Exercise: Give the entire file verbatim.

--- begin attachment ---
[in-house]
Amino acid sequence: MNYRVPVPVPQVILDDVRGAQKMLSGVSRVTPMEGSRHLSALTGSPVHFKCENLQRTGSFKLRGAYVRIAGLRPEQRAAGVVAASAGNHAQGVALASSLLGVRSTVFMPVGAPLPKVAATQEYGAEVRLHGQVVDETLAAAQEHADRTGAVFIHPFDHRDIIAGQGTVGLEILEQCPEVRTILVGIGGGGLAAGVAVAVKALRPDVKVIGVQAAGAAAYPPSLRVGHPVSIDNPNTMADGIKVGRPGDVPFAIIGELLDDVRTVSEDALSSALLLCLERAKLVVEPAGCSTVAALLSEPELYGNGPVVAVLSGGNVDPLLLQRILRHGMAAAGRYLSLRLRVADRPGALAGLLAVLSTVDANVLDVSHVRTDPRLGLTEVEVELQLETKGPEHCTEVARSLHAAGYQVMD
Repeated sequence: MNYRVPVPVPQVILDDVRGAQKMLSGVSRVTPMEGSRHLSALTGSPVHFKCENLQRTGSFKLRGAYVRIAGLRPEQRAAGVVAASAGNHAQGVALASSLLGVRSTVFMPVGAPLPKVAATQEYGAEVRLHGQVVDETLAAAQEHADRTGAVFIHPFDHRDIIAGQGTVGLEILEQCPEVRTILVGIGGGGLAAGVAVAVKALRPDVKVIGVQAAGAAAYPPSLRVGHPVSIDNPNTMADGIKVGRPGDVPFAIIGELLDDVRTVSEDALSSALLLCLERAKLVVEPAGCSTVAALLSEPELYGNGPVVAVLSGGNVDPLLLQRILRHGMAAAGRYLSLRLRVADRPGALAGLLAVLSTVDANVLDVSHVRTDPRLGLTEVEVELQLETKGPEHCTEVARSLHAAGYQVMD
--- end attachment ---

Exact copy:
[in-house]
Amino acid sequence: MNYRVPVPVPQVILDDVRGAQKMLSGVSRVTPMEGSRHLSALTGSPVHFKCENLQRTGSFKLRGAYVRIAGLRPEQRAAGVVAASAGNHAQGVALASSLLGVRSTVFMPVGAPLPKVAATQEYGAEVRLHGQVVDETLAAAQEHADRTGAVFIHPFDHRDIIAGQGTVGLEILEQCPEVRTILVGIGGGGLAAGVAVAVKALRPDVKVIGVQAAGAAAYPPSLRVGHPVSIDNPNTMADGIKVGRPGDVPFAIIGELLDDVRTVSEDALSSALLLCLERAKLVVEPAGCSTVAALLSEPELYGNGPVVAVLSGGNVDPLLLQRILRHGMAAAGRYLSLRLRVADRPGALAGLLAVLSTVDANVLDVSHVRTDPRLGLTEVEVELQLETKGPEHCTEVARSLHAAGYQVMD
Repeated sequence: MNYRVPVPVPQVILDDVRGAQKMLSGVSRVTPMEGSRHLSALTGSPVHFKCENLQRTGSFKLRGAYVRIAGLRPEQRAAGVVAASAGNHAQGVALASSLLGVRSTVFMPVGAPLPKVAATQEYGAEVRLHGQVVDETLAAAQEHADRTGAVFIHPFDHRDIIAGQGTVGLEILEQCPEVRTILVGIGGGGLAAGVAVAVKALRPDVKVIGVQAAGAAAYPPSLRVGHPVSIDNPNTMADGIKVGRPGDVPFAIIGELLDDVRTVSEDALSSALLLCLERAKLVVEPAGCSTVAALLSEPELYGNGPVVAVLSGGNVDPLLLQRILRHGMAAAGRYLSLRLRVADRPGALAGLLAVLSTVDANVLDVSHVRTDPRLGLTEVEVELQLETKGPEHCTEVARSLHAAGYQVMD